OMGD Finland Gin & Tonic Tasting
Bailliage of Helsinki
Helsinki, October 13, 2015
Members share an evening of Gin & Tonic and some history

Bailliage of Helsinki members got to see, hear, smell and taste the history of gin – along with some tonic!

Twenty connoisseurs received a crash course in the history of gin presented by spirits expert Michael Grönfors who is Portfolio Manager with Beverage Partners Finland.

During the evening different types of gin and gin cocktails were tasted and at the end everybody had a chance to mix their preferred version of Gin & Tonic.

DUTCH COURAGE

It is one of the ironies of history that gin – perhaps the most English of all spirits – originated in Holland. Genever became popular among British nobility during the reign of William of Orange who brought it to England from his native land. Due to its origins and the bravery of Dutch soldiers, Genever was also known as “Dutch courage”.

In the early 1700s Protestant England was in conflict with Catholic France. The importation of French brandy was banned so the production of a domestic spirit, gin, was encouraged. This succeeded so well that soon the nation was flooded with cheap gin of inferior quality and government was forced to take counter measures to end the Gin Craze!

Quality improved and a “Dry” gin was first manufactured in London with the style becoming innovatively known as “London Dry”.

TONIC

In India there was the danger of malaria. Quinine was the only known medicine. It worked, but tasted terrible. To improve the taste it was often taken with water, sugar and lime. In 1858 Indian Tonic water (made by Erasmus Bond) appeared on the market simplifying the preparation. It was not long before some unknown expat on the sub-continent came up with the idea of combining gin with the new “medicine” – and the rest is history.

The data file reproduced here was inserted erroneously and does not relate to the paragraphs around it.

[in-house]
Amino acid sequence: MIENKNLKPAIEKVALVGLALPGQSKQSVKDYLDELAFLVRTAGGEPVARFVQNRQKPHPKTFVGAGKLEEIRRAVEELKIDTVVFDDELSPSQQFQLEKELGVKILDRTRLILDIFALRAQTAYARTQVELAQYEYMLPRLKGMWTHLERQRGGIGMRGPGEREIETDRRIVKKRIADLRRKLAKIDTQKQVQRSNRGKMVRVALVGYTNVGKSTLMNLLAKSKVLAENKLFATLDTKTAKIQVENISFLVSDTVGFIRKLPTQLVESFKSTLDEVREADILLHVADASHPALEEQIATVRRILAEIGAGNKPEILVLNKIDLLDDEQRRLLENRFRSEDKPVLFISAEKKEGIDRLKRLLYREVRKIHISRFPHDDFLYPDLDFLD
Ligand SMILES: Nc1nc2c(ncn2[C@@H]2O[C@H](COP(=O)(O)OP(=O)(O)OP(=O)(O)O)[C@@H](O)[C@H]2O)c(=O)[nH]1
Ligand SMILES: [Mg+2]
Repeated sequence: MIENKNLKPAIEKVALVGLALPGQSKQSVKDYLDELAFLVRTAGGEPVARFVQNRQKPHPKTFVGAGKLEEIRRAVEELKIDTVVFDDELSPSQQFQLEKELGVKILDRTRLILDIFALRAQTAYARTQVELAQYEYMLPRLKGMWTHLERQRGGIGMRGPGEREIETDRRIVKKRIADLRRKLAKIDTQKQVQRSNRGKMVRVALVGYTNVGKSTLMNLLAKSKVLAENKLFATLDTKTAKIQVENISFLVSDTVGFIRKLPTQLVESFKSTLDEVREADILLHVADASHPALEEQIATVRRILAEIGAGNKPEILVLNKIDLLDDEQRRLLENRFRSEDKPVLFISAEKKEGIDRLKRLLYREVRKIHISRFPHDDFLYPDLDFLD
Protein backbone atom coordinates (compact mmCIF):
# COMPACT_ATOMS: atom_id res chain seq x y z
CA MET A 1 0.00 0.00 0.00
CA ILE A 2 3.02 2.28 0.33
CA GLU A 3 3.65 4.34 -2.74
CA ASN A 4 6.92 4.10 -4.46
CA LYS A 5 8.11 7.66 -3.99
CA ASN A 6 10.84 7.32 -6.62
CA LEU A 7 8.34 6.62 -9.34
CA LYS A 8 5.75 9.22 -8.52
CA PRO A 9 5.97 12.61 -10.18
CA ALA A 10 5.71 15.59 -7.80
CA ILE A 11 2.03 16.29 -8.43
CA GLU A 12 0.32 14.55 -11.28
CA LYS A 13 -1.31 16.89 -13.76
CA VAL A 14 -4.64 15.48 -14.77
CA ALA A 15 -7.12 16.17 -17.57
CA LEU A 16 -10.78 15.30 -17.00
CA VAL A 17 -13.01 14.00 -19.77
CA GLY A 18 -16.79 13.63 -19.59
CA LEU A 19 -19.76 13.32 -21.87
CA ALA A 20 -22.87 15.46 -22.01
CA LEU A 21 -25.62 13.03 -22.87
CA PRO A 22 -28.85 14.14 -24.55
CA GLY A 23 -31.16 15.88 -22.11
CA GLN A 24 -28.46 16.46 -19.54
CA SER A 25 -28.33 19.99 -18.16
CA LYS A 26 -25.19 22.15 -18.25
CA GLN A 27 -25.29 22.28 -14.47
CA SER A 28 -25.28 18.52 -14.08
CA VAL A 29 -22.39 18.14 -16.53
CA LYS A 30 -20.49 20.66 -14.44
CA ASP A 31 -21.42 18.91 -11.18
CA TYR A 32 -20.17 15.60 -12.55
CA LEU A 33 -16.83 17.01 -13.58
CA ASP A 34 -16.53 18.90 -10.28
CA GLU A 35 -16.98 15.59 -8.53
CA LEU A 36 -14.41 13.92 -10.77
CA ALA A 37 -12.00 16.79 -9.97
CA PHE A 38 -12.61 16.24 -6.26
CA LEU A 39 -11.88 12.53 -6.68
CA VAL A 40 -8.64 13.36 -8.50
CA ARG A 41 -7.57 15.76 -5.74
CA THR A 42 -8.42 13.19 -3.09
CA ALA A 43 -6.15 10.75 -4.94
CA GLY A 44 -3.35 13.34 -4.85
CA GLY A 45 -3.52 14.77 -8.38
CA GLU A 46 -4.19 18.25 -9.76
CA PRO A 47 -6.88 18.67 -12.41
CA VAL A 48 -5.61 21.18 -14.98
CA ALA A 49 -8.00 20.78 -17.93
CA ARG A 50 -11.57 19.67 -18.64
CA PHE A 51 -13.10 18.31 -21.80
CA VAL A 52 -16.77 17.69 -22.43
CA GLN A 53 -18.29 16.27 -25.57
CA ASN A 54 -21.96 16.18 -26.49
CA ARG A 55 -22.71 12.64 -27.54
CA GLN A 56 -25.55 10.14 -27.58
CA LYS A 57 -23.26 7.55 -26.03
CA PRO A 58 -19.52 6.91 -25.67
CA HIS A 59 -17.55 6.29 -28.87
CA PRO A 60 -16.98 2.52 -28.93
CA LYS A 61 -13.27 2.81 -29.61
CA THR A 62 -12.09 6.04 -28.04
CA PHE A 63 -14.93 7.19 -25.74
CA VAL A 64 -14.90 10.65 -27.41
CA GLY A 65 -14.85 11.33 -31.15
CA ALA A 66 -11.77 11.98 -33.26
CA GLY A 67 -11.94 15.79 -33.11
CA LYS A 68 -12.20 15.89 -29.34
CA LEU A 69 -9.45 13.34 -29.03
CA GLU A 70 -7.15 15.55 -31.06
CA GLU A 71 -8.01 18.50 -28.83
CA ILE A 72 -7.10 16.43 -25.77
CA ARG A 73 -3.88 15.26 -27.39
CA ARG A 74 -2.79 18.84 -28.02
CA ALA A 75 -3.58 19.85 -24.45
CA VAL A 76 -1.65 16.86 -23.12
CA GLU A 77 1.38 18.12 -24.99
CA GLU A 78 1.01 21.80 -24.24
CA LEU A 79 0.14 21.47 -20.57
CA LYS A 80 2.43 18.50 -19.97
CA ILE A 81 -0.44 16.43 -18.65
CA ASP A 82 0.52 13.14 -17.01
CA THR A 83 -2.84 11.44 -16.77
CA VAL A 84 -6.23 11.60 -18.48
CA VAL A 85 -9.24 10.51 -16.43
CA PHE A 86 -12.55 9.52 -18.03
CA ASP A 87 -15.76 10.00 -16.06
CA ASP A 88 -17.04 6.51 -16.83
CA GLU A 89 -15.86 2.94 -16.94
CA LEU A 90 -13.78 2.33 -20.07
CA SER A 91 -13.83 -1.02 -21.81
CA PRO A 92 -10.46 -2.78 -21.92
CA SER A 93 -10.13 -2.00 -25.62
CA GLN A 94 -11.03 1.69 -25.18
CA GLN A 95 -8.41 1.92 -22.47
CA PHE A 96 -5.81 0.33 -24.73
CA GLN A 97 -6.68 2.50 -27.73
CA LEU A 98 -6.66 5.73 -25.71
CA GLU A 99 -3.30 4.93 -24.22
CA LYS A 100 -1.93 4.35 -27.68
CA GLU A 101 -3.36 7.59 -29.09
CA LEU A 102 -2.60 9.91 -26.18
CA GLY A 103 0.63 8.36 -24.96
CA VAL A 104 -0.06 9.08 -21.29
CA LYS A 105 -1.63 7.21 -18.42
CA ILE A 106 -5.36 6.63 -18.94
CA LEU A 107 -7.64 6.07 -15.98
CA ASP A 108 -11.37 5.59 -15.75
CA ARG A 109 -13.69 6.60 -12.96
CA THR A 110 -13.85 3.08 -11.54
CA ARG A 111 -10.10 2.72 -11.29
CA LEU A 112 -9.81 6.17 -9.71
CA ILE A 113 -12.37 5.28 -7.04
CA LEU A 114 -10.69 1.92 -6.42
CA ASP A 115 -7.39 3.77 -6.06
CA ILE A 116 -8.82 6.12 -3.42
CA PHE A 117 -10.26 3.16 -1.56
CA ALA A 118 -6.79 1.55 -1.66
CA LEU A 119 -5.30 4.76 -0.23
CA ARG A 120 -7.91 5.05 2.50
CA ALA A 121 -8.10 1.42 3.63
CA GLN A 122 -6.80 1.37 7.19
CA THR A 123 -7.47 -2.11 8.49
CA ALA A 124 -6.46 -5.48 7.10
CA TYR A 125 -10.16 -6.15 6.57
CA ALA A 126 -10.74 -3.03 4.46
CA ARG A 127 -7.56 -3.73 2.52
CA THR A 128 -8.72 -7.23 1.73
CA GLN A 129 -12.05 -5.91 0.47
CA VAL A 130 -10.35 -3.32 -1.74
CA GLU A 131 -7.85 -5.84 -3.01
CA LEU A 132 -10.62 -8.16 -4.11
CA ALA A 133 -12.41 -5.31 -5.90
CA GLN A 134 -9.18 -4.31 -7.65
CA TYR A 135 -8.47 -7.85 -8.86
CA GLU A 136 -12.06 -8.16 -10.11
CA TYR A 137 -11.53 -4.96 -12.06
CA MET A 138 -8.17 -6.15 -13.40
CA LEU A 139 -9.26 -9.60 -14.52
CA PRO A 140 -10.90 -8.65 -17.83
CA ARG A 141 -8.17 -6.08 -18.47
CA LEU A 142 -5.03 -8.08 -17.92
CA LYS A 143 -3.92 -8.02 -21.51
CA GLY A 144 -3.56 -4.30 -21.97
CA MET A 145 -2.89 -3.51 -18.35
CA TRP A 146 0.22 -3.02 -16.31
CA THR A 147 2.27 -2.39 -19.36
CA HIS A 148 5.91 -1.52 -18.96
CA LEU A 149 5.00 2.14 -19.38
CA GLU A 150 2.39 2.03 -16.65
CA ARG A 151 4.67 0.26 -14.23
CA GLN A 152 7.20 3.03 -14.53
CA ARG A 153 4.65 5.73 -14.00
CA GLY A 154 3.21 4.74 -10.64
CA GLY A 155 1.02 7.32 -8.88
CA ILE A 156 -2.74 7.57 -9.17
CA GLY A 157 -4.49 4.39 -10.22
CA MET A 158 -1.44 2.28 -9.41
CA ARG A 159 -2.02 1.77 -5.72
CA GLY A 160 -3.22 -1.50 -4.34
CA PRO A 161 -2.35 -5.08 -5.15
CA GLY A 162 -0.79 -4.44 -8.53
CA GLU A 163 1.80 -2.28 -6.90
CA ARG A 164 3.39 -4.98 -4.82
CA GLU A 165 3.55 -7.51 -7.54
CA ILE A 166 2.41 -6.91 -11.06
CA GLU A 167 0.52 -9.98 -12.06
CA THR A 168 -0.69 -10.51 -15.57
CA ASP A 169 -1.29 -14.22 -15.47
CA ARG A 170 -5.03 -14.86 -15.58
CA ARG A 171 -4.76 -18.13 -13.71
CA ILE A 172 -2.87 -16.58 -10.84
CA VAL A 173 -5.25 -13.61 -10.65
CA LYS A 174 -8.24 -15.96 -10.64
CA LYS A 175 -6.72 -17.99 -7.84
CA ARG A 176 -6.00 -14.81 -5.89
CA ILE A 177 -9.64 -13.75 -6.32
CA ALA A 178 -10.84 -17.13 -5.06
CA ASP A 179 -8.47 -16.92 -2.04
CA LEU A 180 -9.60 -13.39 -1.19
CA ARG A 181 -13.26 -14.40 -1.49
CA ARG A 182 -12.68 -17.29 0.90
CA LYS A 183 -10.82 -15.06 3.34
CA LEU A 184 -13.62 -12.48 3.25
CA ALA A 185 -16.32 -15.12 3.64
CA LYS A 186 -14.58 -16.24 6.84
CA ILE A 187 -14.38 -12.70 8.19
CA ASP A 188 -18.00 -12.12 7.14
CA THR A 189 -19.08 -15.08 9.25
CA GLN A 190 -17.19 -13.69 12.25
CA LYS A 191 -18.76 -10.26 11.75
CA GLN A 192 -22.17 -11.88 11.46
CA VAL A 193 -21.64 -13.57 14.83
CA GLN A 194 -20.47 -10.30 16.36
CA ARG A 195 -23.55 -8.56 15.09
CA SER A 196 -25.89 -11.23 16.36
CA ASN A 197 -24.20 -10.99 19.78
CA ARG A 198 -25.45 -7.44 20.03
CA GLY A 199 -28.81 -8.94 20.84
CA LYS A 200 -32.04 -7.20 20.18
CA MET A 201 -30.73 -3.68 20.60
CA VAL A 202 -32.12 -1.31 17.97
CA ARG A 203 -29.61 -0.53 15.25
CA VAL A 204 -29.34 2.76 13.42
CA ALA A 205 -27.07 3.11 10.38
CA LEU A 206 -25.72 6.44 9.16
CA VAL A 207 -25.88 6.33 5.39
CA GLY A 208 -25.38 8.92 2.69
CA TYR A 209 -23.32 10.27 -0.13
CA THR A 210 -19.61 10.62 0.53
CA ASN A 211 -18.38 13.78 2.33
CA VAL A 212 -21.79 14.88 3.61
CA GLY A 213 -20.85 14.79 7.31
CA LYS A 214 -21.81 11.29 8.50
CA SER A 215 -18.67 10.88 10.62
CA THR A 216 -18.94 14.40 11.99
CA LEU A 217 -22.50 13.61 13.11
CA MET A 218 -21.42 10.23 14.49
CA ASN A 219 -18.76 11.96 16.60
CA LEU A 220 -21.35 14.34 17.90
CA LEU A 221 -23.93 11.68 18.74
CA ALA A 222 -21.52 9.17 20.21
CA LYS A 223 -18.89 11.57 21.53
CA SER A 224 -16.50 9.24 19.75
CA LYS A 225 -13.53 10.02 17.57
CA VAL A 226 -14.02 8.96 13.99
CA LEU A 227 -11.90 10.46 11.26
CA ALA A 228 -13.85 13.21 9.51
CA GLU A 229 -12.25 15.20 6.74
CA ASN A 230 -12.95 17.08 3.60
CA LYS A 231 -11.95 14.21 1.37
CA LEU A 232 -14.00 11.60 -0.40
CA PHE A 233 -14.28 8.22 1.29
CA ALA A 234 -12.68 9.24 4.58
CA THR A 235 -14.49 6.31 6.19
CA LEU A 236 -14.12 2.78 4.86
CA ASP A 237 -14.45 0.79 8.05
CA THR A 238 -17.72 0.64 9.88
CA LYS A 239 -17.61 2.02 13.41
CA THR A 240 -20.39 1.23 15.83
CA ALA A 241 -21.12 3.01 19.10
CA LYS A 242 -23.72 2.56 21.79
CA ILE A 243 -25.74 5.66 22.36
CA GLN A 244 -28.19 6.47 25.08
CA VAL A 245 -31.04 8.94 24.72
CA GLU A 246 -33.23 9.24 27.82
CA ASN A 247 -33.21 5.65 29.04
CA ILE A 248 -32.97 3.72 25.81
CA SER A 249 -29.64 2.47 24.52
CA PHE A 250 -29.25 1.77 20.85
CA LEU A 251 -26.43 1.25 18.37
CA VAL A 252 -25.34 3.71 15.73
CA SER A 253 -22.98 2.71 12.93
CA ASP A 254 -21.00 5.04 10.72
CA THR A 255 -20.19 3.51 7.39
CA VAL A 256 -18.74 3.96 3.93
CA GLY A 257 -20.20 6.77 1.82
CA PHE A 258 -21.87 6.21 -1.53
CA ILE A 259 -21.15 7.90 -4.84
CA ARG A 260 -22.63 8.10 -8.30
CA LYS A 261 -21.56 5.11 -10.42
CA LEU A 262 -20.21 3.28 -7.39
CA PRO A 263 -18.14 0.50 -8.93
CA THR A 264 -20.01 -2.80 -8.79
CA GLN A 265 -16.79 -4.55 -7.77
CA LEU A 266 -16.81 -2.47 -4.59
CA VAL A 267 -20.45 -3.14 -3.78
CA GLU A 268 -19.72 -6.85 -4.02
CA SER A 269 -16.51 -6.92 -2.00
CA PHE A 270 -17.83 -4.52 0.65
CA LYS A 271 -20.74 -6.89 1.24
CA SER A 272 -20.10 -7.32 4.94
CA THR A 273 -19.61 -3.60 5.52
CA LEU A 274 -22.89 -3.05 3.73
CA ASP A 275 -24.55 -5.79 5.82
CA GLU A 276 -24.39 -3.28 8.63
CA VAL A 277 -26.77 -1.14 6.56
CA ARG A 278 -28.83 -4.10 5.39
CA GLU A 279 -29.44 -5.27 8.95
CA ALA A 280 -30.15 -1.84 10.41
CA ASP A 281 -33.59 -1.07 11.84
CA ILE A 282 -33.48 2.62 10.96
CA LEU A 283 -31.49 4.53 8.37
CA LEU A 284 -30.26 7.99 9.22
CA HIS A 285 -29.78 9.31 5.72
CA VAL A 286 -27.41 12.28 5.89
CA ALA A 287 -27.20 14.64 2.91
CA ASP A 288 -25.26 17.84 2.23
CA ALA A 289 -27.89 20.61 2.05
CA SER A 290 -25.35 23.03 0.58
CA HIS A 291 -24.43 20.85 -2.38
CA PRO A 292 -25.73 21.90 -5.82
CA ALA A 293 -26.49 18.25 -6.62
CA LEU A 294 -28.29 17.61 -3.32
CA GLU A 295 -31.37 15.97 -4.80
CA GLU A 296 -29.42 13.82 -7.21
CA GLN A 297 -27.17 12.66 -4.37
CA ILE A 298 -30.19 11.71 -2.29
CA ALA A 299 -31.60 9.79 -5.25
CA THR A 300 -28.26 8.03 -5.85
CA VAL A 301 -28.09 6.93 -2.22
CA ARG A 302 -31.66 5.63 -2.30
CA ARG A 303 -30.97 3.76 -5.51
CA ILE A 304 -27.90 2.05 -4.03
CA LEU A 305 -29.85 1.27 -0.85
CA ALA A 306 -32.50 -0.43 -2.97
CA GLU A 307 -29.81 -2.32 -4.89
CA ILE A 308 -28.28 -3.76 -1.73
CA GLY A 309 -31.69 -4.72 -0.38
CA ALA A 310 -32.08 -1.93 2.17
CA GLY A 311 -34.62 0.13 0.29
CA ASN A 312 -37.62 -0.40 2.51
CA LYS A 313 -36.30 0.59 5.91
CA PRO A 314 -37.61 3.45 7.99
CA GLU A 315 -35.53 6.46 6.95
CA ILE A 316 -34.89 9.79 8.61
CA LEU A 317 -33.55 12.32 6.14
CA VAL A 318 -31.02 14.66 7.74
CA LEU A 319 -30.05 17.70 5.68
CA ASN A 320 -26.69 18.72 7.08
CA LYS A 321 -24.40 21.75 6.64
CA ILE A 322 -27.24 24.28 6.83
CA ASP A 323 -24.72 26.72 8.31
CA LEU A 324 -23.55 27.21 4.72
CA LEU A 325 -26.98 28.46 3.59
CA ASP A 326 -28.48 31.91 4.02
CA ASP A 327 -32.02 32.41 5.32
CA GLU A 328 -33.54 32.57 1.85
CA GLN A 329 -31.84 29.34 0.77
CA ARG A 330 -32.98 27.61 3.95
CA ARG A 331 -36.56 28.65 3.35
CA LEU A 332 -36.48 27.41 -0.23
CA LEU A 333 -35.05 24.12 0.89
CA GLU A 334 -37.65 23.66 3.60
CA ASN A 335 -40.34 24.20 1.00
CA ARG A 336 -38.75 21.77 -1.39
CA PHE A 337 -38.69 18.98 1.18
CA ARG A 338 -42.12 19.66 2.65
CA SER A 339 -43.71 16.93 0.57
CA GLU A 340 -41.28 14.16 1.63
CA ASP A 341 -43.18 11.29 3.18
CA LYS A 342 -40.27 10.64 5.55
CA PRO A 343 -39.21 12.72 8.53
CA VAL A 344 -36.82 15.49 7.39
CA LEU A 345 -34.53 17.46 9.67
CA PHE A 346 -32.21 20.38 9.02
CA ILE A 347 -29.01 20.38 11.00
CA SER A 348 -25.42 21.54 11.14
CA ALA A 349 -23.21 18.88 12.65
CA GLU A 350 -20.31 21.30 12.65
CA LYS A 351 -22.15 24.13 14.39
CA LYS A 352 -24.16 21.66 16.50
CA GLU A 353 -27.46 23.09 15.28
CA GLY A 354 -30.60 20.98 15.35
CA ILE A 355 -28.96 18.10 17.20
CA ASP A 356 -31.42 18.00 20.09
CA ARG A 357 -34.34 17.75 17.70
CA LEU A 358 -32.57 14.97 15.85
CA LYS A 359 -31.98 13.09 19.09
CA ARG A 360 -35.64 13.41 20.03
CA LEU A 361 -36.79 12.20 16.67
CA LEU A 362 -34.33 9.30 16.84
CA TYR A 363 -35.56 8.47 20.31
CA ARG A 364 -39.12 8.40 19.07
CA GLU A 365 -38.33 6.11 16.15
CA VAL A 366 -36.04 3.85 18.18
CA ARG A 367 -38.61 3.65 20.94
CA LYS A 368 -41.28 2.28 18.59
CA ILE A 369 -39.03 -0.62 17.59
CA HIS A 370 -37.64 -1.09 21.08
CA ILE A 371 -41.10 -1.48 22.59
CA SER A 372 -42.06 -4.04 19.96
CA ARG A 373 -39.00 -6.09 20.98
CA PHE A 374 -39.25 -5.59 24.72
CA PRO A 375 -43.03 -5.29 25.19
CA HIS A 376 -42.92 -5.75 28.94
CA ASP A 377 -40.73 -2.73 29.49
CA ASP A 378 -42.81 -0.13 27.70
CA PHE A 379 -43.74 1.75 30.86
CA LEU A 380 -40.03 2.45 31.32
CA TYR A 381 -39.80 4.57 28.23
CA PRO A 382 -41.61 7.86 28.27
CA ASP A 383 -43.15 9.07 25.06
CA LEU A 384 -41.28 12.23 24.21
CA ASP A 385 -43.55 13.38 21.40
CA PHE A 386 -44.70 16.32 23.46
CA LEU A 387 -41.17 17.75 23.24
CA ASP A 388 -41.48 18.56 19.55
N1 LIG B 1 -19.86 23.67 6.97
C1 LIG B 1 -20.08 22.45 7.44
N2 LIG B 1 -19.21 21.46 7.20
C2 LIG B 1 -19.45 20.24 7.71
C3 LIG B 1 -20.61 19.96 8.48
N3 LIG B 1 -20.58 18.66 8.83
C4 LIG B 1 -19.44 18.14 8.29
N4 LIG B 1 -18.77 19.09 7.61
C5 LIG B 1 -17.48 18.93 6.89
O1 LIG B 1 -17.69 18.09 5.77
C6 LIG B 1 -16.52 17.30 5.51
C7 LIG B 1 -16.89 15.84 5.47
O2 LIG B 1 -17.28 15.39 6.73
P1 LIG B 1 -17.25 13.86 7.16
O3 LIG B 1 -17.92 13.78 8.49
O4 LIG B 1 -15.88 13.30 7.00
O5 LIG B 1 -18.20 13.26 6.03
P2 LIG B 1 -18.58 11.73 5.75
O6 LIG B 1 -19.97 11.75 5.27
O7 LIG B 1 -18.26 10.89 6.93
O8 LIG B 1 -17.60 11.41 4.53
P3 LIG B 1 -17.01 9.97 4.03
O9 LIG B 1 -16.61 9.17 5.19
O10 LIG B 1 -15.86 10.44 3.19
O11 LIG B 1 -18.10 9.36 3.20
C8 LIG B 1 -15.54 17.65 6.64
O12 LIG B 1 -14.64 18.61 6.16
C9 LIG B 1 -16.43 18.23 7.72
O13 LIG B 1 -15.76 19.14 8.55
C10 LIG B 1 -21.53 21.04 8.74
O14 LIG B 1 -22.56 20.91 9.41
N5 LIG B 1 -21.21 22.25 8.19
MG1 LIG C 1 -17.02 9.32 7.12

SOME OF THE DRINKS WE TASTED

Genever: the aromas of yeast resulting from pot still distillation were quite evident on the nose – similar to Italian grappa. On the palate there was certain maltiness. Overall it was something of an acquired taste.

Pink Gin: 1.5 ounces of gin (Hendrick’s) with 2-3 dashes of Angostura Bitters - the symbol of British colonialism according to Graham Greene & Somerset Maugham. It is an excellent drink that calls for a high quality gin. The bitters add a certain sophistication to the aroma and give the drink its delicate, pink hue.

Hendrick’s Gin: the fastest growing gin brand in the world we were told. Made in Scotland by using two distinctly different stills (pot still and Carter-Head still), whose spirits with addition of cucumber and rose petal essence are blended together to produce Hendrick’s. An easy drinking, refreshing gin which is ideal for making a delicious gin and tonic.

Hendrick’s Gin and Fever-Tree Premium Indian Tonic Water: a match made in Heaven. Fever-Tree is considered by many the best Tonic Water on the market – and for a good reason. These two balanced each other admirably. Although Hendrick’s recommends use of cucumber, we opted to use traditional lime as the garnish just to be sure that we got neither malaria nor scurvy!

Petteri Harjula
Sommelier

Photos by Stana Porvali, Vice Chargée de Presse